Yinusa Abdullahi, the district head of Karon Majigi Community in the Federal Capital Territory is more reserved with his reaction, even though his community’s story is similar, and it is easy to tell that it has left him just as excited. According to him, not only did the company build a new set of two classrooms and an office, but it also equipped the school with 60 units of 3-seater chairs and tables for the students. As if that were not enough, the Coca-Cola System, comprising Coca-Cola Nigeria and its bottling partner, Nigerian Bottling Company, also supported his community during the lockdown with palliatives.
Tuition fees and technology integration
In addition to these interventions in providing physical learning to Nigerian children in educationally underserved communities, Coca-Cola has also taken the extraordinary step of ensuring that students in such communities were not left behind as a result of the COVID-19 lockdown. In 2021, The Coca-Cola Foundation awarded a grant to the Bunmi Adedayo Foundation to implement the Tech-Relevant Teacher Project.
Targeting 200 low cost and middle-cost schools across Lagos, the TRT project trained school heads and teachers in virtual teaching skills and technologies. Thus, virtual learning was introduced to schools that did not otherwise have the resources and skills to implement them, which in turn helped ensure that these students did not suffer a disruption in their education during the pandemic period.
Following the conclusion of the evaluation period, 30 of the 200 schools were selected and recognised for their stellar performance since the commencement of the project. Each of the 200 schools was given a mini-content production suite to help teachers obtain digital production skills and thus expand their teaching horizons. The production suites consisted of a computer, a PC external speaker, a headset, and a microphone. In total, between February and June 2021, 600 beneficiaries, including 200 school heads, 200 Math teachers and 200 English teachers directly benefited. A total of about 1,400 teachers were also indirectly reached through this project.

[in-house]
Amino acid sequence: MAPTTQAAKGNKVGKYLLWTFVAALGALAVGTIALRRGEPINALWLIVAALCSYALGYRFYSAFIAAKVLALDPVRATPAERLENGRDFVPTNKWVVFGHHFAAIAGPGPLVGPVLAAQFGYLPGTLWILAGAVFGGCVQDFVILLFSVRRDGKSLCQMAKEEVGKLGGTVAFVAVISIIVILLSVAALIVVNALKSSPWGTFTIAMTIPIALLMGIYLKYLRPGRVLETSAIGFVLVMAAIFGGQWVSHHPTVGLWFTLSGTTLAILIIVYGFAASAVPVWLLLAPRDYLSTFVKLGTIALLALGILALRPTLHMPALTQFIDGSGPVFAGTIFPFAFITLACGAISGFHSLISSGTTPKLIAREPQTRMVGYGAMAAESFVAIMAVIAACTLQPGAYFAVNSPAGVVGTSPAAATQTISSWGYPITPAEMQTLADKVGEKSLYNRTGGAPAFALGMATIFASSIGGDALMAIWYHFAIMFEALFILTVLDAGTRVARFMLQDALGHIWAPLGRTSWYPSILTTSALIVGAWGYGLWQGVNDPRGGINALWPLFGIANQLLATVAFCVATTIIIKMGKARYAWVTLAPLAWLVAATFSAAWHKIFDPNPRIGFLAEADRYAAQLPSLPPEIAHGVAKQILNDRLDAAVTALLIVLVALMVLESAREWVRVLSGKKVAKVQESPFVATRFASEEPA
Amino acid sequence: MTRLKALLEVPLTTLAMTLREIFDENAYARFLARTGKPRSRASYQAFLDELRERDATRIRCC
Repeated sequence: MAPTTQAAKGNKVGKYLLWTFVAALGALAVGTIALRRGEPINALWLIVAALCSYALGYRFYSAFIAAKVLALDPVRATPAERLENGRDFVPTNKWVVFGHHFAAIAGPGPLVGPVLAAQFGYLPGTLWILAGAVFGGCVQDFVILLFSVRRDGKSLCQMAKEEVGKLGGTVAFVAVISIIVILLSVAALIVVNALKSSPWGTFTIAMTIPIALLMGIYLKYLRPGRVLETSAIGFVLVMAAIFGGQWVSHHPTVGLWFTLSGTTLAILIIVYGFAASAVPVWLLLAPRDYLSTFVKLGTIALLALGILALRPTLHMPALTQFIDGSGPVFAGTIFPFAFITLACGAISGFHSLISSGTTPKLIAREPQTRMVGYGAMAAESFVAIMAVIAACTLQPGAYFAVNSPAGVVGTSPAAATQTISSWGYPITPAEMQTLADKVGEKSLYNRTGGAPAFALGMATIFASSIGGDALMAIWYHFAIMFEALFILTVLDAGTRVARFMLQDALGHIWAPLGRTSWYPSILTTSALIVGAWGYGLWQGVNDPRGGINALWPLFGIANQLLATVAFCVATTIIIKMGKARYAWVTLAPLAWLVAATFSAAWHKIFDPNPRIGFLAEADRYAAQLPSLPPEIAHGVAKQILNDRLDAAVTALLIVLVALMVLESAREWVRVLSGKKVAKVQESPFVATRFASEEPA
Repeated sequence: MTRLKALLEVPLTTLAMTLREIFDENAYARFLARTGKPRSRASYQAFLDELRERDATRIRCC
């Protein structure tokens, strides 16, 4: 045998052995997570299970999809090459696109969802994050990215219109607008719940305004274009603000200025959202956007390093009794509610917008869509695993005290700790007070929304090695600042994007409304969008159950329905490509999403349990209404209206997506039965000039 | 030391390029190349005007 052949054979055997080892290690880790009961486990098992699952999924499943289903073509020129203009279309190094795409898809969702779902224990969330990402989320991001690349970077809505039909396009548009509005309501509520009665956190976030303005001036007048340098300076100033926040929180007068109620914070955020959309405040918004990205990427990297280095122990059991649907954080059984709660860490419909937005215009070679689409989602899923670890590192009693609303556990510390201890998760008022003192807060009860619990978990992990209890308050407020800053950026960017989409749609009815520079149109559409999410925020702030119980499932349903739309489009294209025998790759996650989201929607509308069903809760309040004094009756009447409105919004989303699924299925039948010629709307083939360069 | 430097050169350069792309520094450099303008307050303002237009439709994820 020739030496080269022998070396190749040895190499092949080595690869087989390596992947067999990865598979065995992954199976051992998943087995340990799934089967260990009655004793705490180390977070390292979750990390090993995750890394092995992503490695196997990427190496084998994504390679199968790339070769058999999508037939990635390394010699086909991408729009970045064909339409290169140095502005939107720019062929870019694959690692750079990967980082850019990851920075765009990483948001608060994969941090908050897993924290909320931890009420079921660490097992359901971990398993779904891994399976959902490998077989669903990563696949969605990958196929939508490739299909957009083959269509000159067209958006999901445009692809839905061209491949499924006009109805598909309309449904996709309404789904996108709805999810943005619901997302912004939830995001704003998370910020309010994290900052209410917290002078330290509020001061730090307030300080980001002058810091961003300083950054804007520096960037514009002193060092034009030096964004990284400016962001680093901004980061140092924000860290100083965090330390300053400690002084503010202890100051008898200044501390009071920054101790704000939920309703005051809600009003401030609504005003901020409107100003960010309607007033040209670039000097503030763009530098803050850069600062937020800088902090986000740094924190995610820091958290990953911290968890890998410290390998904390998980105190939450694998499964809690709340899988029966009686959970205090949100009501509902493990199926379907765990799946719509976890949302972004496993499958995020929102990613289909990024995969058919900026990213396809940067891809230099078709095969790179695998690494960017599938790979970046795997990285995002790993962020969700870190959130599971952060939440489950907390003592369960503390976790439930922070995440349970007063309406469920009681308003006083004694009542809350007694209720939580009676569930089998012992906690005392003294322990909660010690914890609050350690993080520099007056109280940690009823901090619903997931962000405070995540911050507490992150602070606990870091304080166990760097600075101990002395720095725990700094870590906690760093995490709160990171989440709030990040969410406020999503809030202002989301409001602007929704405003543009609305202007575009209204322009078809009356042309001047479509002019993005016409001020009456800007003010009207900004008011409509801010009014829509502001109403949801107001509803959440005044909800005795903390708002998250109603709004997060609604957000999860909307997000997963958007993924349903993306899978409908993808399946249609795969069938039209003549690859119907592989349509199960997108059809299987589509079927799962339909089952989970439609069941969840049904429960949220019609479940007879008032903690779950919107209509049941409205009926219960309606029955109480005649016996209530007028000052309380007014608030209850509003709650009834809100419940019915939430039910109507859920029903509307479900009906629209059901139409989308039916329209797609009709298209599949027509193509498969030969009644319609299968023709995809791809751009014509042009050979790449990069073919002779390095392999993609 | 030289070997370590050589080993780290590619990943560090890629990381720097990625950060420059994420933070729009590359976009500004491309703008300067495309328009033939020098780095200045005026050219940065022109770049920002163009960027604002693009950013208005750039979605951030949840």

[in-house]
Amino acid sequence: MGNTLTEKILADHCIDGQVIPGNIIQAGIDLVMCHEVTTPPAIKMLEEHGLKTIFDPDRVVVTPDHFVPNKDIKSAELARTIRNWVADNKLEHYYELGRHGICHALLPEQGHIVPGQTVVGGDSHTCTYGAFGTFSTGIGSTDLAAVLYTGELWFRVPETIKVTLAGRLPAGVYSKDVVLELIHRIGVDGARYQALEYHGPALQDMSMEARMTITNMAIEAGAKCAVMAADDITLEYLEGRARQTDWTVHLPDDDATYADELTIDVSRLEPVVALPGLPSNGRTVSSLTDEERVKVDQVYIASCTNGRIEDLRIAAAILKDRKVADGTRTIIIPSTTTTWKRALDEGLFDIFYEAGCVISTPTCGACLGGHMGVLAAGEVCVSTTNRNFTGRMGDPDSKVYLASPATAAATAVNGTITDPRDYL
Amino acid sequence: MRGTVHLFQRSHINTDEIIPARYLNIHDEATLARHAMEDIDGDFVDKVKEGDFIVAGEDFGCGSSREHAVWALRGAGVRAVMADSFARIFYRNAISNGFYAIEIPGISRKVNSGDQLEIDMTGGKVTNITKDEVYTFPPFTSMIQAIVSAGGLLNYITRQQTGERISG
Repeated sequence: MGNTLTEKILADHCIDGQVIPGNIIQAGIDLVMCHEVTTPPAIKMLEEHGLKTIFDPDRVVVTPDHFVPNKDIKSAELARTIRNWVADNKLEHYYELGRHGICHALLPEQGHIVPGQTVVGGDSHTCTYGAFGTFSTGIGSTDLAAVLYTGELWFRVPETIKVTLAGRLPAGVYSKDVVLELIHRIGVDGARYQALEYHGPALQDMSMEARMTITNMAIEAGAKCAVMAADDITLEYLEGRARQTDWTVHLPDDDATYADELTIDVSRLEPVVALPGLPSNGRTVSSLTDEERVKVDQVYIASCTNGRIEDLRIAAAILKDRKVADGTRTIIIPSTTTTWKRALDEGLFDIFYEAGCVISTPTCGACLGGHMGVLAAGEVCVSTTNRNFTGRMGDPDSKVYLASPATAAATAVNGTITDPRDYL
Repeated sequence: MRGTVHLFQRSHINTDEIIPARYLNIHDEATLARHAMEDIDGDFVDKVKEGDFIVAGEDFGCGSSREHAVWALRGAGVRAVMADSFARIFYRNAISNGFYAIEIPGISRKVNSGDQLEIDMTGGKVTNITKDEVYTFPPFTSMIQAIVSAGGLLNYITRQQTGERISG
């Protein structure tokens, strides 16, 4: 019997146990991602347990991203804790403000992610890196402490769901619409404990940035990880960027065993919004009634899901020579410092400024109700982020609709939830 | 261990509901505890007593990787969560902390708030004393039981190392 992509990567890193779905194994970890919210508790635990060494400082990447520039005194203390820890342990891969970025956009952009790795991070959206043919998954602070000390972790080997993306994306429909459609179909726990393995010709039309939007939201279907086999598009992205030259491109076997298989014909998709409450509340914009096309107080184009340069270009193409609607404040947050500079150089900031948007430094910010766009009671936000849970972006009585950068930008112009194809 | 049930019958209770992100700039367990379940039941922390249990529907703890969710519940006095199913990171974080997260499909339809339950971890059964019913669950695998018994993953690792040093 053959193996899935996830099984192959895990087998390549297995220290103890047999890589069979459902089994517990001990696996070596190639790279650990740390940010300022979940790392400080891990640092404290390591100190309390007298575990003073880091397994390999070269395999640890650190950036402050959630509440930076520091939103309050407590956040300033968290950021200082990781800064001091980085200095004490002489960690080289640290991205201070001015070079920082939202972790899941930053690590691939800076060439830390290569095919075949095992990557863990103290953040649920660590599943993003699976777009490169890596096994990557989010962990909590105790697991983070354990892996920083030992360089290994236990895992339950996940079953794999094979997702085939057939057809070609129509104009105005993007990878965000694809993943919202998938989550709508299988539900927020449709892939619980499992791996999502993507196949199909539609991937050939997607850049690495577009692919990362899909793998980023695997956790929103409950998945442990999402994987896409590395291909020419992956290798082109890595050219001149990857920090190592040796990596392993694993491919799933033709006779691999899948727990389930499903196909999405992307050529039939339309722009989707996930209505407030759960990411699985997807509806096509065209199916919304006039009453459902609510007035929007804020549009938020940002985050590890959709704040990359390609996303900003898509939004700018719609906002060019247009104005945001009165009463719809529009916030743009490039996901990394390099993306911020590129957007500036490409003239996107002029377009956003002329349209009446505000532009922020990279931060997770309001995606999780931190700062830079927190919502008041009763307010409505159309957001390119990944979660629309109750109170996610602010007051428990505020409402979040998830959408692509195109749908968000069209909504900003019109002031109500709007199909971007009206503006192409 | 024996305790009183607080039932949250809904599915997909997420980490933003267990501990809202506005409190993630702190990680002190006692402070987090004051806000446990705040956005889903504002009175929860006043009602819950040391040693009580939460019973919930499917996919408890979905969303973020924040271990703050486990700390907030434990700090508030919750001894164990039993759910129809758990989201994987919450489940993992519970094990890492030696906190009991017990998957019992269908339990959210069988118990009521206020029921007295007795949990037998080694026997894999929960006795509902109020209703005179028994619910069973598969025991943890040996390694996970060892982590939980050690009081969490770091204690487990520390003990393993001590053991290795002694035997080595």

Also in 2019, the company launched the Recycles Pay program, which sought to provide low-income parents with an opportunity to pay their kids’ tuition fees using plastic bottles. The impact would be to deliver an environmentally friendly solution (plastic recycling) while giving these parents a reliable and dignified means of earning money to pay for their kids’ education.
In total, grants worth over $120,000 were disbursed by The Coca-Cola Foundation for this purpose. Targeting 56 schools across the 6 geopolitical zones of Nigeria, this project successfully impacted 2,573 children spread out across 45 private schools and 11 public schools.
From Noir Adam to Yinusa Abdullahi to the teachers empowered under the TRT project and the parents empowered to pay tuition fees via the Recycles Pay program, one constant outcome through the various initiatives is that Coca-Cola genuinely believes that offering education to Nigeria’s youth is a sustainable and equitable solution.
The people in Medile might not completely understand why this big corporate decided to stage such a dramatic intervention in their little town; but there is a strategy that brings together Medile, Lagos, FCT and every other state and region across Nigeria – the use of education as a strategic investment into the future of one of Coca Cola’s largest markets on the continent.